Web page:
Stonehart Dec 2016
I have an idea for a film script, or maybe just a long skit on a black satire program. It’s about a very badass antihero called Birgita Stonehart, who is also fat – which is tricky, because nobody would want to say that fat people are greedy or mean. But this big subject almost demands visual metaphors – think Tiddalick the Frog, or that other unedifying amphibian Jabba the Hutt. Yes, they both put me off my lunch. So this Birgita Stonehart is bad indeed – she eats her children, gives mothers, miners and even the political right whom she bankrolls a bad name. With vast inherited wealth, she seeks to control everything, from large swathes of the country to independent media that might on brave occasions seem critical.
Now she wants to sue some government somewhere because they banned fracking and thereby reduced some of her profits. She can do this because of a penchant for expensive litigation and because in money terms she is bottomless. Why would a government do such a thing? Well, fairly obviously because fracking is such a stupid, dangerous idea, as farmers, indigenous folk and others who love the land will tell you. Imagine drilling deep into the Earth’s crust and pumping in under pressure water, sand and toxic chemicals to fracture the crust and release deep gas or oil; contaminating ground water and probably causing earthquakes in the process, and poisoning land with the extracted or leaked ‘overburden’. Well it’s not your imagination, as fracking has spread like a cancer across the globe, with governments slow to scrutinise and regulate. They are at last becoming suspicious of the mining industry, as disturbing patterns have emerged: miners cause irreparable damage to the land, then conveniently go bankrupt, leaving massive cleanup costs to the taxpayer, said costs too huge even for governments. Read the great Jared Diamond’s description of once gorgeous Montana in ‘Collapse’, or Naomi Klein’s deconstruction of fracking in ‘This Changes Everything’. I love the story of ‘The Stingray Sisters’ of Maningrida in north Arnhem Land; they are traditional land owners who, faced with government weakness, have galvanised local resistance, helped by the Lock the Gate alliance.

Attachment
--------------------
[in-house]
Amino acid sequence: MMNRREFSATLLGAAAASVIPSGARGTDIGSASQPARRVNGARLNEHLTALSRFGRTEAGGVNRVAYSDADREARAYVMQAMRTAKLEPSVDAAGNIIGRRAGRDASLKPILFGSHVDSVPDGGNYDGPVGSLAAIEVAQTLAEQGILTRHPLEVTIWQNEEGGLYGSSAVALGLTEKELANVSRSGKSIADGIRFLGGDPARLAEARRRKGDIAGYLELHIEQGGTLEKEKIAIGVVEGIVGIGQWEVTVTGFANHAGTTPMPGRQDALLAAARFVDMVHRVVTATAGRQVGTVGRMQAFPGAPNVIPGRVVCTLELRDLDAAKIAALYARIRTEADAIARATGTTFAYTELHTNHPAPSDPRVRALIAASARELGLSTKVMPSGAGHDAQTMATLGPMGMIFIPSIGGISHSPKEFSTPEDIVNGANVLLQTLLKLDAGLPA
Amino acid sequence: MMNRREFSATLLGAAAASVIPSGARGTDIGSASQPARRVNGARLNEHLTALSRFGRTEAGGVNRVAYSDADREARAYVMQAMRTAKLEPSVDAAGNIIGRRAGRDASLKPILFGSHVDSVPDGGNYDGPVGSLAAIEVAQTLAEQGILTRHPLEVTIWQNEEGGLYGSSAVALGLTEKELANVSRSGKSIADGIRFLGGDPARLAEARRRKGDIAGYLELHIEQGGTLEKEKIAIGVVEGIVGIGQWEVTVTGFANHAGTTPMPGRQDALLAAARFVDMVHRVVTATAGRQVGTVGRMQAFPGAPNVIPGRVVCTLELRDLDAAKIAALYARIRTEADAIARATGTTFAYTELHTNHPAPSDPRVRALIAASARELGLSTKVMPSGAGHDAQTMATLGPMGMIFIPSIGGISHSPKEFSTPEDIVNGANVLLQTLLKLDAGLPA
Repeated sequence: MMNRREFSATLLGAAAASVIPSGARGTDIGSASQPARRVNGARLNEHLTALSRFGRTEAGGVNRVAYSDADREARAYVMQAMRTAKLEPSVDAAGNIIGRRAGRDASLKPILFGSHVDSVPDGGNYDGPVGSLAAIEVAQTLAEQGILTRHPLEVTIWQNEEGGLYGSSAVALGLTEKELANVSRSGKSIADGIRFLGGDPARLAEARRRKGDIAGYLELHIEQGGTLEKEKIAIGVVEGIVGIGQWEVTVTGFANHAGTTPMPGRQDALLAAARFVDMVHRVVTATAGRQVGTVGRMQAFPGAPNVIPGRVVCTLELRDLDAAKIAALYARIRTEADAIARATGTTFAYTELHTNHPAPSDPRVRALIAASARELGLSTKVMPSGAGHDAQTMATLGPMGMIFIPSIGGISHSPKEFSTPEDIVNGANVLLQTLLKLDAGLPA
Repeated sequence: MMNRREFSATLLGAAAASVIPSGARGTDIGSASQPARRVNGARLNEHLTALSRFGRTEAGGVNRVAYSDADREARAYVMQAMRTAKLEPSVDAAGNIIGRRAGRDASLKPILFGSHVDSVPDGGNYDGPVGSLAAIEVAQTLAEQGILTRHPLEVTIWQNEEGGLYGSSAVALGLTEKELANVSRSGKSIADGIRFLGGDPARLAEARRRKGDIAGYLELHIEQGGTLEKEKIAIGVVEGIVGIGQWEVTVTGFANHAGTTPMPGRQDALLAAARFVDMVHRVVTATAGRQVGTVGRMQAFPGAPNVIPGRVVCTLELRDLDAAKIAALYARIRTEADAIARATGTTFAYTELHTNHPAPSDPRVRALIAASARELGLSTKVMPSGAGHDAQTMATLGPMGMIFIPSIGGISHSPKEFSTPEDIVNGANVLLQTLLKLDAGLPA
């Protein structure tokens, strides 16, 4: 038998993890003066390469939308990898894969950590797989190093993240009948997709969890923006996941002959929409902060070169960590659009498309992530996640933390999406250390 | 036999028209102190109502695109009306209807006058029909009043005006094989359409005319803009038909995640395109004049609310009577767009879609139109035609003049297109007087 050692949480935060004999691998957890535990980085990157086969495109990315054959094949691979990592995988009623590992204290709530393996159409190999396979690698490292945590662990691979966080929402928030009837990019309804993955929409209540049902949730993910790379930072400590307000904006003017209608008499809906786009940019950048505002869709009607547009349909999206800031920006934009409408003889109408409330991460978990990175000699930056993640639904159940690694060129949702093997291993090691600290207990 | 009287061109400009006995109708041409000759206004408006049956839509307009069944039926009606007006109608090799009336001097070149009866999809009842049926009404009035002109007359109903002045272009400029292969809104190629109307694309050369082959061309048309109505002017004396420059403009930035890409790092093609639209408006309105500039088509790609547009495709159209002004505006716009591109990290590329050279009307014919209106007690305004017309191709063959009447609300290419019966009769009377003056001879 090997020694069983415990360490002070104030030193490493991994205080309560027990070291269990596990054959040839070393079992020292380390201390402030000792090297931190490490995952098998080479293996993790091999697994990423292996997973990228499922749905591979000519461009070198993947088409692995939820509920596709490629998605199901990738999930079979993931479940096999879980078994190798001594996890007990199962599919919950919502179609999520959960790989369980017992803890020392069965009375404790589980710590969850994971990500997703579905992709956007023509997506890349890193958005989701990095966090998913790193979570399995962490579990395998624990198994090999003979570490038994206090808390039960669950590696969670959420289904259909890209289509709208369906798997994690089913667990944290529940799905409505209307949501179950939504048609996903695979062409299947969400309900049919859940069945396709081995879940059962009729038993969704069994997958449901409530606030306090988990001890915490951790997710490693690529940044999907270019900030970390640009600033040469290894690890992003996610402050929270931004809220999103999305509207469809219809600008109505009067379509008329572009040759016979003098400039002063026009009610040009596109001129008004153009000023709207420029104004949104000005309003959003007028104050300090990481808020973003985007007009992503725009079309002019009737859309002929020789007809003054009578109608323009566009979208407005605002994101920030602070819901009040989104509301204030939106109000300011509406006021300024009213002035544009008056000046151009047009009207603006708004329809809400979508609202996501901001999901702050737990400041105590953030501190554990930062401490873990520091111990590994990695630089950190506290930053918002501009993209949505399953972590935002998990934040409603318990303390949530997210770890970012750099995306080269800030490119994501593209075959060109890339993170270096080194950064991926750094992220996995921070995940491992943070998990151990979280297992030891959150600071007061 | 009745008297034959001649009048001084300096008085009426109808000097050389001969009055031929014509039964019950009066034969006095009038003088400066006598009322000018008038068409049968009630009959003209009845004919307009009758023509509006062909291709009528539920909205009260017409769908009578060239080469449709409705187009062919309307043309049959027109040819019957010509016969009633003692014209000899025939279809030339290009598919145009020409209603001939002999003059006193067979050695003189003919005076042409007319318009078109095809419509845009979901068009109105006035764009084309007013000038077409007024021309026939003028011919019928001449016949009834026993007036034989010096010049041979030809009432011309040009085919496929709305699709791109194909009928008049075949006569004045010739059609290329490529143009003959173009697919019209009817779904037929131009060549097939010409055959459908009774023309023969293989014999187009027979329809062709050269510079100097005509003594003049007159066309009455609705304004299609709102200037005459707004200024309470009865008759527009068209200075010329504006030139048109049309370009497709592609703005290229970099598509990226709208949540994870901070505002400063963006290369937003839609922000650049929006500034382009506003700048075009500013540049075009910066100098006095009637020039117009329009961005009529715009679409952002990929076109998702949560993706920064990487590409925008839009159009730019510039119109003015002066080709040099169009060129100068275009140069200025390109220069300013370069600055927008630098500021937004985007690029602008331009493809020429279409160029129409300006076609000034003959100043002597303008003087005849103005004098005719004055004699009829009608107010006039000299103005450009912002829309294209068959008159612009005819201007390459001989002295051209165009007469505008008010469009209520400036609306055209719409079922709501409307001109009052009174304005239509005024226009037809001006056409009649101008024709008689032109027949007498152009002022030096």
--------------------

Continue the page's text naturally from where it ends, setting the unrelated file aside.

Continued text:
Anyway, back to the film script. It’s simple really. Stonehart sues but eventually loses because shareholder and corporate risks investing in such a dangerous practice are judged foreseeable. So the progressive government wins, the ending is a happy one. But truth is stranger than fiction, isn’t it.